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Børge Mogensen sideboard with a bent back: advice please

- 20 Dec 2014 -
16 posts / 0 new

I need your help. I just purchased the sideboard you see in the photos. The problem with it is that the back panel between the bottom and top section is bent outwards (towards the wall so to speak), making it kind of banana or arch shaped. Not sure if you can see it in the pics; I am yet to collect the sideboard, so I can't provide better pictures at the moment.

How would you go about straightening the panel out? My first thought was to use a wallpaper steamer. Good or bad idea? Also, if I do that and it actually works, how do I fixate the panel? Should I do it with the panel in place or remove it? Do you think the panel carries any load? At first I was not sure if it's original, but upn closer examination I think it is. It wouldn't look good without it (otherwise I might remove it).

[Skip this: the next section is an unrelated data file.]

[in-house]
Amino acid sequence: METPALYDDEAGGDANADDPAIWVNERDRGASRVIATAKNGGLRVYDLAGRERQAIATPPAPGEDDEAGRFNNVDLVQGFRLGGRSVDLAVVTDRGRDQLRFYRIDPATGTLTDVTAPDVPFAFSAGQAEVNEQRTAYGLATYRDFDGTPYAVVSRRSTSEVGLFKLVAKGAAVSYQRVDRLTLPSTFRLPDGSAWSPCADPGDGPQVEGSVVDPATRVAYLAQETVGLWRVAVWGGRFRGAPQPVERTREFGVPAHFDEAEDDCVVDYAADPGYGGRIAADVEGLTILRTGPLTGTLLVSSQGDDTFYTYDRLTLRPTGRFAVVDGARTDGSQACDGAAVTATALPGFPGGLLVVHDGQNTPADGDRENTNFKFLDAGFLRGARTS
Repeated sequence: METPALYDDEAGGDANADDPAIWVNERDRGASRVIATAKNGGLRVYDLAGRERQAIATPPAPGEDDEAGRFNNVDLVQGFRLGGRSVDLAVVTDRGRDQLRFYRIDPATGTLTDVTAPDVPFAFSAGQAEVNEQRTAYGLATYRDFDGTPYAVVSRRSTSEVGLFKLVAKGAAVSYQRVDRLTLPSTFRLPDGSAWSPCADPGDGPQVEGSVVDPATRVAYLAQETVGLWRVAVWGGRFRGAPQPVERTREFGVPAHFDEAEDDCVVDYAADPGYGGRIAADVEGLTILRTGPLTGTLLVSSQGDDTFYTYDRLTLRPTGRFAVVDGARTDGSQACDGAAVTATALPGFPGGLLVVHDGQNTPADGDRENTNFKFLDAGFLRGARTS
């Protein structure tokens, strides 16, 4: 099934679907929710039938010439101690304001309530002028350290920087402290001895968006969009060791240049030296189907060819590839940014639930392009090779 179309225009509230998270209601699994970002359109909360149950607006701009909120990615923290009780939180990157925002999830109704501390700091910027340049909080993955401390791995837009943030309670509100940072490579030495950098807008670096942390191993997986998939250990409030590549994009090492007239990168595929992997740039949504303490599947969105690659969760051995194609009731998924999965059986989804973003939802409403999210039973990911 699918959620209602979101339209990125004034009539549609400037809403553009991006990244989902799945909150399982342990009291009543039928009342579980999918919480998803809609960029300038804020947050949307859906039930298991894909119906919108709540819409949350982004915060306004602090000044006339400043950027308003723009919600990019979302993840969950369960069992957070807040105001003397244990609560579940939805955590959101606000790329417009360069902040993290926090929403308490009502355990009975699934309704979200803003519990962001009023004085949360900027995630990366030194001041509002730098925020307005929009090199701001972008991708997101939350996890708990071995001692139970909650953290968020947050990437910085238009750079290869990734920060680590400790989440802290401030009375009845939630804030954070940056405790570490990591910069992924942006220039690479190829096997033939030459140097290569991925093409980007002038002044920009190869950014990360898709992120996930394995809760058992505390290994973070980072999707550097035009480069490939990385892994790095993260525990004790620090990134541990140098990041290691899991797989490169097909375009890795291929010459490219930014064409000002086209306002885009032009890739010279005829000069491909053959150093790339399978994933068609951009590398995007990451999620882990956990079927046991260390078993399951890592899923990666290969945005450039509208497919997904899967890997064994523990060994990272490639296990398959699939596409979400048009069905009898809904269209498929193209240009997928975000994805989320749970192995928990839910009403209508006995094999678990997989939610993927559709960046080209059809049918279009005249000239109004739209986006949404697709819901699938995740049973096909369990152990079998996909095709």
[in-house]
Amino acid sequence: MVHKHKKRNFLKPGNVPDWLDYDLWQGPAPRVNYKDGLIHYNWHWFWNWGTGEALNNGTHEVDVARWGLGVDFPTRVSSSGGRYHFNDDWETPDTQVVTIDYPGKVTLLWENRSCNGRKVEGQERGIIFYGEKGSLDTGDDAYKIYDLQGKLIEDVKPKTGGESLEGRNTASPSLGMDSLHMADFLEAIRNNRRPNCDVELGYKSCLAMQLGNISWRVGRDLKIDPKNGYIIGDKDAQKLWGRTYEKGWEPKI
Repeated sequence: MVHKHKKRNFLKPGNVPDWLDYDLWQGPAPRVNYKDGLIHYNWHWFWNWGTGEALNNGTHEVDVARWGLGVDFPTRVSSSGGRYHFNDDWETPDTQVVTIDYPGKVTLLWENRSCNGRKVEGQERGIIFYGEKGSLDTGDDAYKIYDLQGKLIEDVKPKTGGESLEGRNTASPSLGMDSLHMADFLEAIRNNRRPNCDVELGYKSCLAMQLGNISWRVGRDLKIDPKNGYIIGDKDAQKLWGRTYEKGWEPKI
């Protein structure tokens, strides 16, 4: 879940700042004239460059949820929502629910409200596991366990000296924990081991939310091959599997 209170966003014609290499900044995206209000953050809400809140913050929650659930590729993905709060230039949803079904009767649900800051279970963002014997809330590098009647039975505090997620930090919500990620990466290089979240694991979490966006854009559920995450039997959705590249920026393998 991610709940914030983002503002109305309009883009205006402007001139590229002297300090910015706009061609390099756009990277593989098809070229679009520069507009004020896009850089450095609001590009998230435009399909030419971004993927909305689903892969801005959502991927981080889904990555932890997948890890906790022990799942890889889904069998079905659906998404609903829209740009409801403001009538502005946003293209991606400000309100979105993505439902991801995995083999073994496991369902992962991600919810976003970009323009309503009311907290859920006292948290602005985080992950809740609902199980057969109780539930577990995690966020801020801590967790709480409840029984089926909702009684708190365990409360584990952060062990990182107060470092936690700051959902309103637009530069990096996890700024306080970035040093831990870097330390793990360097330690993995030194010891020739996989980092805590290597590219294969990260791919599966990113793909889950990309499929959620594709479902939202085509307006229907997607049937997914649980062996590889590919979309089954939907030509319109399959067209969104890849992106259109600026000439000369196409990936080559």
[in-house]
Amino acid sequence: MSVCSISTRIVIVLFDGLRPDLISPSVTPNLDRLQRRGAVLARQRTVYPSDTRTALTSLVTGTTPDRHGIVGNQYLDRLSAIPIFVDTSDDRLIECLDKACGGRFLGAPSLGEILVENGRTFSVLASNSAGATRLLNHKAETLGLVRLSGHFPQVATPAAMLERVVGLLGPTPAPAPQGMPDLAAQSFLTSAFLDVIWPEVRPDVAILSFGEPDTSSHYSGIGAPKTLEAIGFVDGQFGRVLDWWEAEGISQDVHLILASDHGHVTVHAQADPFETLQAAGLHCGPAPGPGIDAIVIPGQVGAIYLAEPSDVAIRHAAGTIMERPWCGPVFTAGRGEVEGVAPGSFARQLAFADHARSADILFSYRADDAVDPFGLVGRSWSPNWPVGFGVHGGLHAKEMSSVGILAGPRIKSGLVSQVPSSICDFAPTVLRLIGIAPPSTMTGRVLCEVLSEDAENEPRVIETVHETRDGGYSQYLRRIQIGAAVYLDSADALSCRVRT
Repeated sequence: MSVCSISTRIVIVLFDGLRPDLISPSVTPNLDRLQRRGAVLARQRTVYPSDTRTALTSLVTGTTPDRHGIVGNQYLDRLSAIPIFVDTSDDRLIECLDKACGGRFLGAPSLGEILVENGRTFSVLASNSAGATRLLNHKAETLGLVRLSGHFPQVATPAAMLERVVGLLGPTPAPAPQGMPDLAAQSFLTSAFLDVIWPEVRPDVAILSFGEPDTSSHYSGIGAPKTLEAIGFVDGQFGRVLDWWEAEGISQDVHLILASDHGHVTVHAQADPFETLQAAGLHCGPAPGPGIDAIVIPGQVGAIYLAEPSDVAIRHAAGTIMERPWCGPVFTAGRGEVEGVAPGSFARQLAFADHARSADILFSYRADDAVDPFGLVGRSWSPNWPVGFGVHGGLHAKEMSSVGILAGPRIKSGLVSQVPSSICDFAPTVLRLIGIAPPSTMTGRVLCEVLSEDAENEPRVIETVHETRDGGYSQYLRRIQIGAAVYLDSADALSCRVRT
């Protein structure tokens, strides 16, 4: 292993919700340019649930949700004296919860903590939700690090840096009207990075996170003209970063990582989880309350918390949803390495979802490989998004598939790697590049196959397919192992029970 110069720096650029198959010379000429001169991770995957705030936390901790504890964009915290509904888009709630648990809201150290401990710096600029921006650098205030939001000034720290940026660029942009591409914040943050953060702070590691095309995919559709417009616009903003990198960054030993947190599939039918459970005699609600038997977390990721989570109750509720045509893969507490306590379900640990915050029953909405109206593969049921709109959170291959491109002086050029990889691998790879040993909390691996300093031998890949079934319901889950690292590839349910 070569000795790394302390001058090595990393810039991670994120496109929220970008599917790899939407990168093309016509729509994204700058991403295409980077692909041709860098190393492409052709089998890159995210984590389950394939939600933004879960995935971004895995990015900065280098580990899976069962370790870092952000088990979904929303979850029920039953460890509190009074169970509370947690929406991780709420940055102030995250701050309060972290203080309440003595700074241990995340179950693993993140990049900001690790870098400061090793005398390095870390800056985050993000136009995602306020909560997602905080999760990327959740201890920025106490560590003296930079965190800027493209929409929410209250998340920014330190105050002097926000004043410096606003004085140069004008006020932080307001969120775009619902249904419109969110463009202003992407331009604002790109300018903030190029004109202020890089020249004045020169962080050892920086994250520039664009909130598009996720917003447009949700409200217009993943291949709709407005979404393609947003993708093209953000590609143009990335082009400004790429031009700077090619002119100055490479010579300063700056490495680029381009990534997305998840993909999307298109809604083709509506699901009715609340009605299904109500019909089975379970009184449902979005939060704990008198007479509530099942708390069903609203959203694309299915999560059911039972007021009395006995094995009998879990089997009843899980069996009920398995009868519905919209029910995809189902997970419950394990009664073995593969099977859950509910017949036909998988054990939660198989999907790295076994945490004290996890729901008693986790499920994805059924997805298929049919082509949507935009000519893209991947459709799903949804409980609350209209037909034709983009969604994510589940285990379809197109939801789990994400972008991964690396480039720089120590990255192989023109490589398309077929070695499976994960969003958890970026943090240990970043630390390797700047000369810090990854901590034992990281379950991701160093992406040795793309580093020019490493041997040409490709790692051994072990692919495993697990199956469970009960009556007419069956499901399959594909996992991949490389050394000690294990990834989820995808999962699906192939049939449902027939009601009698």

This particular model is new to me. Does anyone recognize it I am a bit perplexed over that panel, and its construction actually. I think I may be getting a bit of buyer´s remorse. I am not even sure how I should transport it. Do I take the top off?

Any advice is most welcome. Thanks.

shelving & storage
1950 - 1959


- 21 Dec 2014

Hmm.  One oddity is that the panel seems to have opposing grain direction on its two faces; if so, this is almost sure to induce warpage. Hard to believe it left the factory that way, but I guess it's possible.

The panel performs no structural function, I feel sure. It appears that it might have been designed  to be kept in place by the two horizontal battens on the rear.  If these could be replaced (as necessary) by broader ones, that should retain the back panel and keep it in shape. I wouldn't try to bend the panel to flatten it, as this would be frustrating and futile, I believe.

If the two vertical battens on the rear can be removed (they would have visible screws) that would make transportation much easier. I'd expect the piece to have been made that way . . .

- 21 Dec 2014

Add another vertical board in the middle to straighten it.